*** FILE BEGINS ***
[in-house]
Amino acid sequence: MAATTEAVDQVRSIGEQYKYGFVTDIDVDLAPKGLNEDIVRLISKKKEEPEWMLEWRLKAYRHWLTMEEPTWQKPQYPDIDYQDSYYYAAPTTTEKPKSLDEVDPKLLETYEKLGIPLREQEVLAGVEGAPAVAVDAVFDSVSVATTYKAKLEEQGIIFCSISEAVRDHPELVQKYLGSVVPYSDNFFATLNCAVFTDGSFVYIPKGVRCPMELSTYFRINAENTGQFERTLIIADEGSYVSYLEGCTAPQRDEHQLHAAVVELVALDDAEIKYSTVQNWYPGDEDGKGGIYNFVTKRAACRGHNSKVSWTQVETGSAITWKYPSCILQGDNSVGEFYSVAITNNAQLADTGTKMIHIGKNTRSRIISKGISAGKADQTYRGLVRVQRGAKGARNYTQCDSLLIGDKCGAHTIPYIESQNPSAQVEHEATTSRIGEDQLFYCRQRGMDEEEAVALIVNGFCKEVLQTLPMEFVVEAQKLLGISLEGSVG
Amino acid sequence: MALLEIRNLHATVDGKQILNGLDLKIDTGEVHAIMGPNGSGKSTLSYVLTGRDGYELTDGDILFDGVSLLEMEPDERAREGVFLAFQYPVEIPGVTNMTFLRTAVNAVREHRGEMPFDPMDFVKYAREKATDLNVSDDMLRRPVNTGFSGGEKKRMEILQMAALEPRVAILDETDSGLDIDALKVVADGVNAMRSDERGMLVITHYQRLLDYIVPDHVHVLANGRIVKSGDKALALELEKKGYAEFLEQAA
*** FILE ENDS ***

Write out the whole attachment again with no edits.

[in-house]
Amino acid sequence: MAATTEAVDQVRSIGEQYKYGFVTDIDVDLAPKGLNEDIVRLISKKKEEPEWMLEWRLKAYRHWLTMEEPTWQKPQYPDIDYQDSYYYAAPTTTEKPKSLDEVDPKLLETYEKLGIPLREQEVLAGVEGAPAVAVDAVFDSVSVATTYKAKLEEQGIIFCSISEAVRDHPELVQKYLGSVVPYSDNFFATLNCAVFTDGSFVYIPKGVRCPMELSTYFRINAENTGQFERTLIIADEGSYVSYLEGCTAPQRDEHQLHAAVVELVALDDAEIKYSTVQNWYPGDEDGKGGIYNFVTKRAACRGHNSKVSWTQVETGSAITWKYPSCILQGDNSVGEFYSVAITNNAQLADTGTKMIHIGKNTRSRIISKGISAGKADQTYRGLVRVQRGAKGARNYTQCDSLLIGDKCGAHTIPYIESQNPSAQVEHEATTSRIGEDQLFYCRQRGMDEEEAVALIVNGFCKEVLQTLPMEFVVEAQKLLGISLEGSVG
Amino acid sequence: MALLEIRNLHATVDGKQILNGLDLKIDTGEVHAIMGPNGSGKSTLSYVLTGRDGYELTDGDILFDGVSLLEMEPDERAREGVFLAFQYPVEIPGVTNMTFLRTAVNAVREHRGEMPFDPMDFVKYAREKATDLNVSDDMLRRPVNTGFSGGEKKRMEILQMAALEPRVAILDETDSGLDIDALKVVADGVNAMRSDERGMLVITHYQRLLDYIVPDHVHVLANGRIVKSGDKALALELEKKGYAEFLEQAA